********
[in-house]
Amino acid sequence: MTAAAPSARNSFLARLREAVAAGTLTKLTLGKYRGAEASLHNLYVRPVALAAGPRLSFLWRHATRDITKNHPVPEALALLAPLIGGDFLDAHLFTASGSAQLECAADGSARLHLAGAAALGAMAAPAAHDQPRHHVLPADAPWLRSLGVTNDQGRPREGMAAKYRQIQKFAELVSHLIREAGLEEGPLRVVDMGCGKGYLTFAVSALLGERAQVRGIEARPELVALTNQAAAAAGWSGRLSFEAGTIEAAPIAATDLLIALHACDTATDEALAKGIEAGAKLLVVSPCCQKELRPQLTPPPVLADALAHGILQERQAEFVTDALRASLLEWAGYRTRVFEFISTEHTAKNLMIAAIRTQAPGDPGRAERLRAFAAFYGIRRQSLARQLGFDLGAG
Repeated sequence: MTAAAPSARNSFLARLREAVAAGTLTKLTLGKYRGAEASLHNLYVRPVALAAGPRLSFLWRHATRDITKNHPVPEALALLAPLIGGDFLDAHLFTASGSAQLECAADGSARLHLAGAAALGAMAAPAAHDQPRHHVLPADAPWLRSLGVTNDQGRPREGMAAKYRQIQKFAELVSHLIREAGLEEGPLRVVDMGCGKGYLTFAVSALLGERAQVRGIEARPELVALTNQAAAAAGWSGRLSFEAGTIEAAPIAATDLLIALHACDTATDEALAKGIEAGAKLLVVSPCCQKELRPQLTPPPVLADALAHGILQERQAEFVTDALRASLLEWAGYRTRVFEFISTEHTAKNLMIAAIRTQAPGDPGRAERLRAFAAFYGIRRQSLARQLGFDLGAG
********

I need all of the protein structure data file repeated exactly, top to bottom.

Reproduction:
[in-house]
Amino acid sequence: MTAAAPSARNSFLARLREAVAAGTLTKLTLGKYRGAEASLHNLYVRPVALAAGPRLSFLWRHATRDITKNHPVPEALALLAPLIGGDFLDAHLFTASGSAQLECAADGSARLHLAGAAALGAMAAPAAHDQPRHHVLPADAPWLRSLGVTNDQGRPREGMAAKYRQIQKFAELVSHLIREAGLEEGPLRVVDMGCGKGYLTFAVSALLGERAQVRGIEARPELVALTNQAAAAAGWSGRLSFEAGTIEAAPIAATDLLIALHACDTATDEALAKGIEAGAKLLVVSPCCQKELRPQLTPPPVLADALAHGILQERQAEFVTDALRASLLEWAGYRTRVFEFISTEHTAKNLMIAAIRTQAPGDPGRAERLRAFAAFYGIRRQSLARQLGFDLGAG
Repeated sequence: MTAAAPSARNSFLARLREAVAAGTLTKLTLGKYRGAEASLHNLYVRPVALAAGPRLSFLWRHATRDITKNHPVPEALALLAPLIGGDFLDAHLFTASGSAQLECAADGSARLHLAGAAALGAMAAPAAHDQPRHHVLPADAPWLRSLGVTNDQGRPREGMAAKYRQIQKFAELVSHLIREAGLEEGPLRVVDMGCGKGYLTFAVSALLGERAQVRGIEARPELVALTNQAAAAAGWSGRLSFEAGTIEAAPIAATDLLIALHACDTATDEALAKGIEAGAKLLVVSPCCQKELRPQLTPPPVLADALAHGILQERQAEFVTDALRASLLEWAGYRTRVFEFISTEHTAKNLMIAAIRTQAPGDPGRAERLRAFAAFYGIRRQSLARQLGFDLGAG